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Direct mail picks up, but so do e-mail and scrutiny

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Five months after the Sept. 11 terrorist attacks and four months after the initial anthrax scare, the volume of direct mail is back to its normal level, industry executives say. But things haven’t returned to business as usual for mailers.

Although the biggest threat to maintaining a steady flow of mail has been the recession, the tragic events of late last year sparked several changes among b-to-b mailers. These include greater selectivity in choosing the target audience and tighter scrutiny of the materials being mailed. It is now standard practice for many companies to list a toll-free phone number or Web address on envelopes and to use an e-mail or telemarketing campaign in concert with a postal drop.

Hopping on the e-mail bandwagon

The anthrax scare has also prompted previously reluctant b-to-b mailers to finally hop aboard the e-mail bandwagon.

"Marketers considering e-mail have been spurred to get into it sooner than expected," said Jim Hathaway, VP-business development for Grafica Inc., an integrated direct marketing agency whose clients include AT&T Corp., Avaya Inc. and PSE&G Inc. "It provides an opportunity for agencies to prove that e-mail lists are reliable and can be just as an effective marketing tool as postal lists."

American Slide Chart Corp., for example, which designs and manufactures dimensional marketing products, increased its e-mail testing following the anthrax attacks. "It’s another way for us to introduce ourselves to people who might not know us nor our products, and we need to incorporate it," said Judy Studenski, exec VP of the Wheaton, Ill.-based company.

The anxiety caused by the anthrax attacks has had some effect on recipients’ handling of direct mailings. A recent study conducted by Brann Worldwide found that 29% of business professionals are opening less mail in the wake of the attacks.

"People are pragmatic, and clients know what works best in the marketing mix," said David Finkel, CEO of Wilton, Conn.-based Brann Worldwide, whose clients include Microsoft Corp., BT Cellnet and E*Trade Group Inc. "Whether it’s the recession, anthrax or media fatigue, it’s our responsibility to help clients evaluate through polling and auditing which marketing vehicles are performing and how customers are behaving."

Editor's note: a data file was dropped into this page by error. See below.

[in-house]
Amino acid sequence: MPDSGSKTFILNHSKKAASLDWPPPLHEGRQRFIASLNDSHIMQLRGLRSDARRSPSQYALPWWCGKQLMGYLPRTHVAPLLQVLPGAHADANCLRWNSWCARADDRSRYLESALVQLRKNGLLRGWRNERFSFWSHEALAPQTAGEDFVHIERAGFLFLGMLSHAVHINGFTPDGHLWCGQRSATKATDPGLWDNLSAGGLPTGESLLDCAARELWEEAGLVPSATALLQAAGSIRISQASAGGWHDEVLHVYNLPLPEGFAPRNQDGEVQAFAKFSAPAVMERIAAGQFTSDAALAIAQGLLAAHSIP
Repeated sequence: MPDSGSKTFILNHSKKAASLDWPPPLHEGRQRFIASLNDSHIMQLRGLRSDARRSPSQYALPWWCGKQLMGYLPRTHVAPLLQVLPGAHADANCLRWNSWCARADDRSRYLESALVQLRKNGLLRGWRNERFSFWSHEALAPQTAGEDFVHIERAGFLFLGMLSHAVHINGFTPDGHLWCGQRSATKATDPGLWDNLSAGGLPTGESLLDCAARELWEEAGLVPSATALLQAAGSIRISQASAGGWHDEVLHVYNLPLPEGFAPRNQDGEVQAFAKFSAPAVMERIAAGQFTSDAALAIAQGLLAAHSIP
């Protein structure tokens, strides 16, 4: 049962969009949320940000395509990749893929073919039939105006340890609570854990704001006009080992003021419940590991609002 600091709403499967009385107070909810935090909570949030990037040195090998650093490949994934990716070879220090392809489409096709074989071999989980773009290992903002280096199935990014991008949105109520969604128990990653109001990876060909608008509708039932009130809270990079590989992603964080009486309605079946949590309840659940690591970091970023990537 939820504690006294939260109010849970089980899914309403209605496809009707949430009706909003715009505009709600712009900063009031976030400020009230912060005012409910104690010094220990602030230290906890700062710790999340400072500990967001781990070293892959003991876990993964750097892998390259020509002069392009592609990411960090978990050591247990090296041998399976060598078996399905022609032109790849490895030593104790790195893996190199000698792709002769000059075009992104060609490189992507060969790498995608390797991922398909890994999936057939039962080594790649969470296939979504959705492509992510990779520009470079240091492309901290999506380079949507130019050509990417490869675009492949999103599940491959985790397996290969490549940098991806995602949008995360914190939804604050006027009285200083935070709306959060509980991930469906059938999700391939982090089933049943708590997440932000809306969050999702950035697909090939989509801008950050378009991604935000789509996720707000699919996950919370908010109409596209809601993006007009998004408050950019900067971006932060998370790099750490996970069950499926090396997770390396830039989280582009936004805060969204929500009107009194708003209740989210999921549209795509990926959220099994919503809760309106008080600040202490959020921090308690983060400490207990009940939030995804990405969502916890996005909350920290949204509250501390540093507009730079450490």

Fine-tuning the guidelines

B-to-b mailers, who generally mail in bulk, are largely immune to mail attacks such as those committed late last year.

"You’re dealing with big sorters, printers and stuffers that move at very fast rates," said David Sable, president-CEO of Wunderman Worldwide, New York, a direct marketing agency whose clients include Xerox Corp., AT&T Corp. and Registered.com. "If something happens, the mail is very easy to track."

Still, Sable and others agree that the anthrax scare has heightened awareness among mailers. "We’ve noticed that because mailrooms are screening the mail so closely there’s the possibility that bulk mail could be characterized as junk mail," said Grafica’s Hathaway. "We need to change our expectations in terms of lead time, get things out the door quicker and let people know they should be expecting something."

H. Robert Wientzen, president-CEO of the Direct Marketing Association, said marketers must also be sensitive to any additional costs larger companies may now take on as they upgrade their mailroom operations following the anthrax attacks

"There’s a fear that with increasing costs companies will begin to question the mail process," Wientzen said. "Marketers have to think strategically so mail is more targeted, more relevant and provides more value to the recipient."

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